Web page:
|Sportsbook||Win NL East||Win NL Pennant||World Series|
|Over/Under Season Win Total: 64.5 (BetOnline)|
My expectations were so low for the Miami Marlins last season that they actually exceeded them with a 57-105 record. One of my top NL season win total bets was Miami under. That is rare air for me. I generally don’t want to invest in teams that are supposed to be really good or really bad. There tends to be a really small margin for error because we are simply talking about degrees of being good or being bad. More often than not, I gravitate towards numbers in the 70s or low 80s because those are teams that are more high-variance in nature.
There was no variance for the Marlins. They were not going to win many games. They were locked into a really tough division with the Braves, Nationals, and Mets. As it turned out, the Phillies weren’t as good as anticipated with a .500 record, but the Braves won the division, the Nationals won the World Series, and the Mets had the highest win total of any third-place team with 86.
With 76 head-to-head meetings against those four teams, the Marlins were really up against it. Guess what? They are again. The Marlins had a season win total of 63.5 after winning 63 games in 2018. I actually got a little bit of a sweat at one point with that one, but the Marlins cleared their under by seven games, so my heightened blood pressure was all for naught.
That being said, the alternate standings metrics painted a little bit different of a picture, as the Marlins were four games better than their actual record by Pythagorean Win-Loss, five games better by BaseRuns, and about 3.5 games better by 3rd Order Win%. My sweat was justified in that regard. I really expected this team to have the chance at 110 losses. Fortunately, they were made aware of my position and had single-digit wins in July, August, and September. Miami was 25-55 over the final 80 games. That means that they were actually 32-50 over the first 82. In other words, right on pace to land at 63 wins midway through the season.
If you wanted to know what makes me so leery of playing low win totals, that is exactly why. A team that is essentially 18 games under at the midway point of the season doesn’t need a lot to go right in the second half to go over. Fortunately for us, the Marlins managed to be even worse after the All-Star Break than they were before it, but there were a couple of tense moments as the season played out.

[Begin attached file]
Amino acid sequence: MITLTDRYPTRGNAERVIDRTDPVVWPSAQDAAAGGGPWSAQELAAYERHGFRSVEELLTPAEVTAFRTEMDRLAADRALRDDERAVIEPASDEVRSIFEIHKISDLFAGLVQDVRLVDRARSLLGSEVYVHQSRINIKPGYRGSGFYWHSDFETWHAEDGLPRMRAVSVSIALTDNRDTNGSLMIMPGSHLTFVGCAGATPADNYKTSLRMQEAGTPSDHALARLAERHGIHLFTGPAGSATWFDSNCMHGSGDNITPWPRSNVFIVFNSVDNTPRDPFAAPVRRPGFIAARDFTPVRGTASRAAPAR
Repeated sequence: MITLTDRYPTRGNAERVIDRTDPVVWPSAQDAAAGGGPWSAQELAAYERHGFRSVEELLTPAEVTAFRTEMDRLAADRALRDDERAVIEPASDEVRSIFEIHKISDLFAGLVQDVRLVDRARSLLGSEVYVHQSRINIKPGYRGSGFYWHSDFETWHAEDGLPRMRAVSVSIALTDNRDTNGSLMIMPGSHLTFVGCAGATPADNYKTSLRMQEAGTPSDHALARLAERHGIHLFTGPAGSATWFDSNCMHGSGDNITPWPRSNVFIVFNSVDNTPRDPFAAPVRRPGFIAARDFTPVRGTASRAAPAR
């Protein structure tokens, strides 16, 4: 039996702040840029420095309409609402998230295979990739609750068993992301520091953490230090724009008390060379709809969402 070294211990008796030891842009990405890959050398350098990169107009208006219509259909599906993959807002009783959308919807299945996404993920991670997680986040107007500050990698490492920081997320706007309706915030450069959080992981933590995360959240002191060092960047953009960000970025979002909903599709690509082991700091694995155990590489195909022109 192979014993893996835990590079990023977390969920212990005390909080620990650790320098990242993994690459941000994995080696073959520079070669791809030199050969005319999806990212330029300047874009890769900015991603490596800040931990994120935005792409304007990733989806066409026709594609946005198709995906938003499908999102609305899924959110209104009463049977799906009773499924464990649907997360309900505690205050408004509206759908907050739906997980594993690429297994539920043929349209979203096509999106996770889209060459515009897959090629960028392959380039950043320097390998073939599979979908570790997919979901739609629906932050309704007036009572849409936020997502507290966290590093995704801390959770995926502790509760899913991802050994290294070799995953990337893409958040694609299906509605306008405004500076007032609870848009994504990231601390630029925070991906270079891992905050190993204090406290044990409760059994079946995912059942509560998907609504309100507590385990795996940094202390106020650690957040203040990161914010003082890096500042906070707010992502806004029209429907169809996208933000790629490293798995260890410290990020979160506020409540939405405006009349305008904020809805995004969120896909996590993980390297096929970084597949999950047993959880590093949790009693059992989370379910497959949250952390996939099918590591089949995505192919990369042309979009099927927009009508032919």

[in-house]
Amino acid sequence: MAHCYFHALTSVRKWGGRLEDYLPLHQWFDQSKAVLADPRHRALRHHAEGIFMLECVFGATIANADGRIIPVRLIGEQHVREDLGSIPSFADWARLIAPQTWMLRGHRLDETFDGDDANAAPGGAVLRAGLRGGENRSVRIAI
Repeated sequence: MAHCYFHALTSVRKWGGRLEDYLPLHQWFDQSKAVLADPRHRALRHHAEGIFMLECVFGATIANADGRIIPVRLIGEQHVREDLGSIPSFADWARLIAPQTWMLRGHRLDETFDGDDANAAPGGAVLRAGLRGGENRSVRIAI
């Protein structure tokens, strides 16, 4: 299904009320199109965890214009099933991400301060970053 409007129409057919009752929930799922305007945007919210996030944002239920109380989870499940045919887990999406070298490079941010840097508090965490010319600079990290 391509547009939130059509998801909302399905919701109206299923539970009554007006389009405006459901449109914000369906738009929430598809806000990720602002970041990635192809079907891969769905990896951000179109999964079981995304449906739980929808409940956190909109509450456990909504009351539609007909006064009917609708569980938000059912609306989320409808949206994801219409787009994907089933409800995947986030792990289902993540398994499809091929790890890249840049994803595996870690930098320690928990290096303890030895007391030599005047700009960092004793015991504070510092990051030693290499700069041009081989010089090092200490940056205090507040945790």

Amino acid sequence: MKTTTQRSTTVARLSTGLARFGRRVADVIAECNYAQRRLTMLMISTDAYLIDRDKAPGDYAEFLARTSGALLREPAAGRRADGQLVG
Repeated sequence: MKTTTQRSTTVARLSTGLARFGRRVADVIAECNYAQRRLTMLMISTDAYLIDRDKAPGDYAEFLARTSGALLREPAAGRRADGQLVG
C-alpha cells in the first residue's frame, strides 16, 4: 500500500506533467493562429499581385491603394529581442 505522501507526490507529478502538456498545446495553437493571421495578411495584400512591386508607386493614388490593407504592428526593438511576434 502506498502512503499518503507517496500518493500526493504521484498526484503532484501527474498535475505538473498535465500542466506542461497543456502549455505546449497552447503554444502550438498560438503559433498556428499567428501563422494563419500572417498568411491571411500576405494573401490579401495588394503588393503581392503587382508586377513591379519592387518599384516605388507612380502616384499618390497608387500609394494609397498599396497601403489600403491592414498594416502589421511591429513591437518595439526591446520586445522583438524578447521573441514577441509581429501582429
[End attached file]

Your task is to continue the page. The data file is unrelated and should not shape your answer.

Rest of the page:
Ultimately, the team really wasn’t very good. They were 16-28 in one-run games and got beaten by five or more runs on 36 different occasions. A winning record against the Phillies (shame on you, Philadelphia) wasn’t enough to keep the Marlins from being one of three teams with 50+ losses against division foes. The others were the Orioles and Tigers. The Tigers lost 18 of 19 to the Indians and 14 of 19 to the Twins. The Orioles were stuck with the Yankees, Rays, and Red Sox.
The Mets, Braves, and Nationals combined to outscore the Marlins 297-190. Miami was 14-43 in those 57 games. I wouldn’t expect much better this year and we could even add the Phillies, who lost 10 of the 19 head-to-head meetings, but did outscore Miami by 10 runs in those games.
It’ll be another long year with low attendance in Miami. Is it going to be bad enough to get me to jump in on the under again?
|BaseRuns Run Differential||-184 (3.76/4.90)|
|3rd Order Win% Record||60.4-101.6|
|Record in One-Run Games||16-28|
|Additions: Brad Boxberger, Sean Rodriguez, JT Riddle, Matt Joyce, Brandon Kintzler, Ryan Cook, Pat Venditte, Corey Dickerson, Francisco Cervelli, Matt Kemp, Aaron Northcraft, Christian Lopes, Ryan Lavarnway, Josh A. Smith, Yimi Garcia, Gosuke Katoh, Stephen Tarpley, Diowill Burgos, Angeudis Santos, Jose Estrada, Jonathan Villar, Jesus Aguilar|
|Losses: Wei-Yin Chen, Curtis Granderson, Martin Prado, Neil Walker, Cesar Puello, Bryan Holaday, Hector Noesi, Tyler Heineman, Starlin Castro, James Nelson, Austin Dean, Austin Brice, Kyle Keller, Easton Lucas, Jarlin Garcia, Jose Quijada, Brian Moran, Tyler Kinley, Tayron Guerrero, Julian Fernandez, Josh D. Smith|
I love this offseason for the Marlins. Not only are they a better team with a lot of Major League caliber talent, but they are effectively trying to buy prospects. Sign a free agent to contract, trade the free agent in July, acquire prospects to help what is a pretty barren system.
None of these guys are earth-shattering signings. But they are lottery ticket vouchers. Any one of the guys like Matt Joyce, Brandon Kintzler, Corey Dickerson, Francisco Cervelli, Matt Kemp, Jonathan Villar, and Jesus Aguilar that can stay healthy and be somewhat productive will yield a trade opportunity. It is honestly a brilliant plan for a team that is very clearly the last-place team in the division and a team with limited financial resources to play for big names in free agency.
For those considering a season win total bet on the Marlins, be very mindful of the fact that a lot of these players will be traded in July and there are homegrown or previously acquired players that will also be on the move. This team is going to look vastly different in August.